NUIG Prof leads global debate on using aspirin to fight heart disease

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Bill McEvoy, an expert in heart disease prevention and Professor of Preventive Cardiology at NUIG is facing off with another international expert on the benefits of aspirin in preventing heart disease and stroke.

Aspirin is still a widely used medication for the treatment of pain, but has also been used as a preventative medicine to lower the risk of heart disease and stroke.

However, recently three clinical trials conducted in 2018 suggested that the medicine is less effective in the primary prevention of cardiovascular disease than had been previously thought.

Older trials conducted in the late 20th century described it much more favourably for people at high risk, but that was at a time when smoking was more common and treatments for high blood pressure and cholesterol weren’t as good as today.

It has been argued that with other risk factors improved in this day and age, people should stop using aspirin as a preventative medicine for cardiovascular disease since it causes increased bleeding, especially in the stomache.

However, Professor McEvoy, who reviewed evidence for another trial published in march of this year insists that aspirin still has a role to play.

Looking at those three trials he points to the end results of two which showed that there was a reduction in non-fatal heart attacks with aspirin use.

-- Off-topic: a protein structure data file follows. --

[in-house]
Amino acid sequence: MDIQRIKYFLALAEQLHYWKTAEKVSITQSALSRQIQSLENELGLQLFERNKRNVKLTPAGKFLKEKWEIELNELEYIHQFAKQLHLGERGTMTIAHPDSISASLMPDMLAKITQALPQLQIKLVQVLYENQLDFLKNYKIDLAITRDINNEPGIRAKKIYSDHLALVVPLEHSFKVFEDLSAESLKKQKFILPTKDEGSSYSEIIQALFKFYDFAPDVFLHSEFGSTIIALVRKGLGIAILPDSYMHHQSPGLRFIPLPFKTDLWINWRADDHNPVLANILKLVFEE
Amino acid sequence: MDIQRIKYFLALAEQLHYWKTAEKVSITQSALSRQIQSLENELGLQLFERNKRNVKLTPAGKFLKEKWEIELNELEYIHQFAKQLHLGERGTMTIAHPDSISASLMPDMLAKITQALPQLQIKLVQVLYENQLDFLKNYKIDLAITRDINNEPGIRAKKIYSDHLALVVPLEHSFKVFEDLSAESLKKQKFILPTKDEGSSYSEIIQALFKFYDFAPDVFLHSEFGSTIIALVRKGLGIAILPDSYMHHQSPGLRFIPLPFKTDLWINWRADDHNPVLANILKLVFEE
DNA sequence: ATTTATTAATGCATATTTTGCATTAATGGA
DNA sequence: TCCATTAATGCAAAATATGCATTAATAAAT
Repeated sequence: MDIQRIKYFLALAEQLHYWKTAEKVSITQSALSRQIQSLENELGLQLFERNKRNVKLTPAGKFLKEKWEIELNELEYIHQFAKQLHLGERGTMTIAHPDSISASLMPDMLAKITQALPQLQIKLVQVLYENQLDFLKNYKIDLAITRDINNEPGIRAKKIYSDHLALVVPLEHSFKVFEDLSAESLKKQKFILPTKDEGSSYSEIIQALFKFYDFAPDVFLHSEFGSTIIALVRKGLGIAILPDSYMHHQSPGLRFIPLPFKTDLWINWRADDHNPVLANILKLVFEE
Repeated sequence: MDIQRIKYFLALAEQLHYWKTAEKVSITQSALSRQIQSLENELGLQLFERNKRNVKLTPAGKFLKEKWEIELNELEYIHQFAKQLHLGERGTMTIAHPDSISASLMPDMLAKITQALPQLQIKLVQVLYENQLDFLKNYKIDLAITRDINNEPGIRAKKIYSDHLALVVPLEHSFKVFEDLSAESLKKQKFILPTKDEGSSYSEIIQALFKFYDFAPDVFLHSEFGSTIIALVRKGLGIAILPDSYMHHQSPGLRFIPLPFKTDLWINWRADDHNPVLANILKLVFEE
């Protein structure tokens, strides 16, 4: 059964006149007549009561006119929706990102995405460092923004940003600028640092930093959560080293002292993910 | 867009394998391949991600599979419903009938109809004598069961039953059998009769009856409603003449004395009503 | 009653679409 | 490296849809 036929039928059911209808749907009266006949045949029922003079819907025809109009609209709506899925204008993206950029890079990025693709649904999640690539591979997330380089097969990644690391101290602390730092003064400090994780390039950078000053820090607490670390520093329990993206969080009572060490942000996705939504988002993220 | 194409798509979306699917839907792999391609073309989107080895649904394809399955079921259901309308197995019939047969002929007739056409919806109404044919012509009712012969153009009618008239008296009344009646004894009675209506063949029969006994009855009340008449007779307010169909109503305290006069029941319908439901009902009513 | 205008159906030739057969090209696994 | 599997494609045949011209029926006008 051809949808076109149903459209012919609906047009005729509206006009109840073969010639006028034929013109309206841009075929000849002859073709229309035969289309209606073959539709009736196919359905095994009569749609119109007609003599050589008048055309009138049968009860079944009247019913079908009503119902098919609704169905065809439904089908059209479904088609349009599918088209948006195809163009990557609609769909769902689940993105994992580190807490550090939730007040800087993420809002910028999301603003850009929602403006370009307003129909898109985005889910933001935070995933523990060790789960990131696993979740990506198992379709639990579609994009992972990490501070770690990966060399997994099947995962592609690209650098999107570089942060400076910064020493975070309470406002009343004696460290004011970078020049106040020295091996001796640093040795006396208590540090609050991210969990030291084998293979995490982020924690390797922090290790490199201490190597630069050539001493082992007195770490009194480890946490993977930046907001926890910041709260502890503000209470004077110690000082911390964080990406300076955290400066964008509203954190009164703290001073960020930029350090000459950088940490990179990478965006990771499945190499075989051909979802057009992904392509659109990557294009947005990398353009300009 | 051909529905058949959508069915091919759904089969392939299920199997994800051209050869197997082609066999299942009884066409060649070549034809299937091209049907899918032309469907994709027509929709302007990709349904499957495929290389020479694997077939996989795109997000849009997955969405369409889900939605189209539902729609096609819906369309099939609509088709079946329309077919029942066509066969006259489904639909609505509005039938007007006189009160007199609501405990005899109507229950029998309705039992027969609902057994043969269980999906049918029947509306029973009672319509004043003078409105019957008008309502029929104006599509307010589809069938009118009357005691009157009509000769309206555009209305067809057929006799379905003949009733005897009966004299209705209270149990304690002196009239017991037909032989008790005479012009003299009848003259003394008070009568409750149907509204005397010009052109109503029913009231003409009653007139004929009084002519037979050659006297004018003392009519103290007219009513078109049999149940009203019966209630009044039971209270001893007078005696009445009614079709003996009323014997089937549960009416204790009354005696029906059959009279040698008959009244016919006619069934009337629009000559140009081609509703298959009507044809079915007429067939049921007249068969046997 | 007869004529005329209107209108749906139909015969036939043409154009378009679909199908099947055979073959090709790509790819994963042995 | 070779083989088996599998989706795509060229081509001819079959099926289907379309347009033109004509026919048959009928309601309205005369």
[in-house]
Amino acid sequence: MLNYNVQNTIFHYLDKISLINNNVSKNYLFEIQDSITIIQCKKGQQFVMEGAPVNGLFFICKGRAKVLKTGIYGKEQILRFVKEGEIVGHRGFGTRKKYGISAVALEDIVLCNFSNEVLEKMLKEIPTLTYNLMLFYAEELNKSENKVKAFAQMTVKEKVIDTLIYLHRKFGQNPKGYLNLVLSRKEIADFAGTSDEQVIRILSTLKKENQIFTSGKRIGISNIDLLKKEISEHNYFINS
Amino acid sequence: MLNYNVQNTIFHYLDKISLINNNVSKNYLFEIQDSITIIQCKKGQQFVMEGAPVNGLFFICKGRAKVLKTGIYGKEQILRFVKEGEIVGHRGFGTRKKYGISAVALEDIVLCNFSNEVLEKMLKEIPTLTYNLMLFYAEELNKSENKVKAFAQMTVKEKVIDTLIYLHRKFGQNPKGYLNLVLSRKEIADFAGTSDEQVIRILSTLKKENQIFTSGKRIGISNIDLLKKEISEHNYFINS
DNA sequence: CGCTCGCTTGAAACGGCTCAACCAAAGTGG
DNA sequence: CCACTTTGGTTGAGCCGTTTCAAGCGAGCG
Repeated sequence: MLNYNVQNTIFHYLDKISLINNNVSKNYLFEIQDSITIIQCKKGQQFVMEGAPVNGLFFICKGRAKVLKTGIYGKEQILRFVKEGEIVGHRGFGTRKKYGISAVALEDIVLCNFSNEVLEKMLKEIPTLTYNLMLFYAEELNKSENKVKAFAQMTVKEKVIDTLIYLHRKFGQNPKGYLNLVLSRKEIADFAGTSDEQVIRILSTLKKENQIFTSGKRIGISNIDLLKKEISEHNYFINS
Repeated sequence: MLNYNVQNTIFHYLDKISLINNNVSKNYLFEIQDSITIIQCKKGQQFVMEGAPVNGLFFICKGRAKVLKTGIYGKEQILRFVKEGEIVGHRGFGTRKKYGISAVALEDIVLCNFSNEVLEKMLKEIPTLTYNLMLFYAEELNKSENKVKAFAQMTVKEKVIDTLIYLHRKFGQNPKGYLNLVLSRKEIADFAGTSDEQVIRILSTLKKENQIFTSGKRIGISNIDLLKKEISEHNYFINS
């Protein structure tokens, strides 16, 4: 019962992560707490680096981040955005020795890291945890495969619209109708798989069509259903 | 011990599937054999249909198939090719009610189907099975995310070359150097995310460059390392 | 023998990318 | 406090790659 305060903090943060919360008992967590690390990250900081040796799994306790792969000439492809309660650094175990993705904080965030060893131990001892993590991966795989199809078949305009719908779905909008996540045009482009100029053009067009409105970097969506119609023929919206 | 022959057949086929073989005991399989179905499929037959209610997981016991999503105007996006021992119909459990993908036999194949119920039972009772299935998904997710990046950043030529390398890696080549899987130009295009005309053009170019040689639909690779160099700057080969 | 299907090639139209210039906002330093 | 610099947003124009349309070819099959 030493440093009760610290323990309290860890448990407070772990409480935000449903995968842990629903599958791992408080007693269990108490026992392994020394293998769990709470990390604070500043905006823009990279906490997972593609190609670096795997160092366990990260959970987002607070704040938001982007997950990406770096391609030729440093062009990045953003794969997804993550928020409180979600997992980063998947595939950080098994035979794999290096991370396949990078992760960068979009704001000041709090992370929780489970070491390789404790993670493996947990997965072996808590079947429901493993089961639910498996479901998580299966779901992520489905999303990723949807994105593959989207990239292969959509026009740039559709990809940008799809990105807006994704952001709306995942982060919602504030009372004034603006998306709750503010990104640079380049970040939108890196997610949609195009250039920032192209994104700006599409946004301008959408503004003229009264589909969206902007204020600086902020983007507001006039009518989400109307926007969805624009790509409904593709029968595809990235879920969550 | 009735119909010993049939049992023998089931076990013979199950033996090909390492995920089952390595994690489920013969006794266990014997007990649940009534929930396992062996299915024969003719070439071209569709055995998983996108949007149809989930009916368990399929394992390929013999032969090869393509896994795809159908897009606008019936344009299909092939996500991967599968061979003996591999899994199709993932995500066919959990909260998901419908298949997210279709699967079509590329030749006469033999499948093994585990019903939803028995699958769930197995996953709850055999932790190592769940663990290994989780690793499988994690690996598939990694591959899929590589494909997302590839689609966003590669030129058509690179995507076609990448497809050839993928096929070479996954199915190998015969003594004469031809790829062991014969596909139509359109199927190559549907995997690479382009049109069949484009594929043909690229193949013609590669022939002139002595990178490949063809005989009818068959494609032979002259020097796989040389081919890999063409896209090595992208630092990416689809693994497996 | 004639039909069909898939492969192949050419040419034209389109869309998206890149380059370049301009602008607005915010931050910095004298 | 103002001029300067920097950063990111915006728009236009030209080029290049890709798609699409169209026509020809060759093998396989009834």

Dr McEvoy, who is a consultant cardiologist at Galway University Hospitals, also pointed to the fact that a quarter of patients in those trials didn’t take their medication as prescribed, whereas past trials had people be more diligent.

Arguing against him is Professor Sigrun Halvorsen from the University of Oslo in Norway who says that the use of aspirin is simply no longer justifiable from a medical standpoint.

Both agree that aspirin should be continued in those who have already suffered a clinical heart attack or stroke, in order to reduce the chances of a recurrence.

Ultimately, McEvoy feels the ball should be in the patient’s court after discussing the options and risks with their doctor.

They can decide for themselves whether they prefer to carry the risk of heart disease or a bleeding episode.

This debate is important because aspirin is so widely used and because it will also be published in the New England Journal of Medicine, the premier international medical publication, which is widely read by doctors around the world.

“As an Irish physician, its great to be invited to lead this international debate among physicians around the world,” Professor McEvoy said.

I’m proud that Galway and Ireland are flying the flag of heart disease and stroke prevention and this article is great exposure for the research we are carrying out at NUI Galway and the National Institute of Preventive Cardiology.”